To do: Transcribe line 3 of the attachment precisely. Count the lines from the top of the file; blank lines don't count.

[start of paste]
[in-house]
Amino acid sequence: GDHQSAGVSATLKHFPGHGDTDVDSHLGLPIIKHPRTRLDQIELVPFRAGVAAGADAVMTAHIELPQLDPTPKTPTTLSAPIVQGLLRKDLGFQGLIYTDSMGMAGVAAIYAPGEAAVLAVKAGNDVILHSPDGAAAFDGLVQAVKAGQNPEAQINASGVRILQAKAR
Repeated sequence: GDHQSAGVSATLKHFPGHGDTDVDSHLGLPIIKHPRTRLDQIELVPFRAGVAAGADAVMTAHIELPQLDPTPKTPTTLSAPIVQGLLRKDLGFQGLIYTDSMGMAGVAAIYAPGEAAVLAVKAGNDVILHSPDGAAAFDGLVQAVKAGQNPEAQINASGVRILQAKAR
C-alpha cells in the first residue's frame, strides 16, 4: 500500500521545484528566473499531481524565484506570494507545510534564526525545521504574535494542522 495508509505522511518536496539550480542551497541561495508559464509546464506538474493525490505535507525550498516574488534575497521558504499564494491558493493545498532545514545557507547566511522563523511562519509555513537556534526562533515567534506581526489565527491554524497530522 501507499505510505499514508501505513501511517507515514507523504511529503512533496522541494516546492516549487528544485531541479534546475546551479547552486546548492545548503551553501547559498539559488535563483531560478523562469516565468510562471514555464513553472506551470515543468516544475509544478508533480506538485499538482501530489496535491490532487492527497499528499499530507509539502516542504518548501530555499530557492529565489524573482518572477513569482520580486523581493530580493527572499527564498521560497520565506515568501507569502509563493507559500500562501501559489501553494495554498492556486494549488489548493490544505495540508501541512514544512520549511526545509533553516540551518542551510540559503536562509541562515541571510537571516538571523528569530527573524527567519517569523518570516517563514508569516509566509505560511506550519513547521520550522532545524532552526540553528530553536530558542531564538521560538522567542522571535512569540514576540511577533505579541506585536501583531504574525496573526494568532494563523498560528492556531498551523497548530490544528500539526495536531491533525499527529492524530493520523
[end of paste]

Repeated sequence: GDHQSAGVSATLKHFPGHGDTDVDSHLGLPIIKHPRTRLDQIELVPFRAGVAAGADAVMTAHIELPQLDPTPKTPTTLSAPIVQGLLRKDLGFQGLIYTDSMGMAGVAAIYAPGEAAVLAVKAGNDVILHSPDGAAAFDGLVQAVKAGQNPEAQINASGVRILQAKAR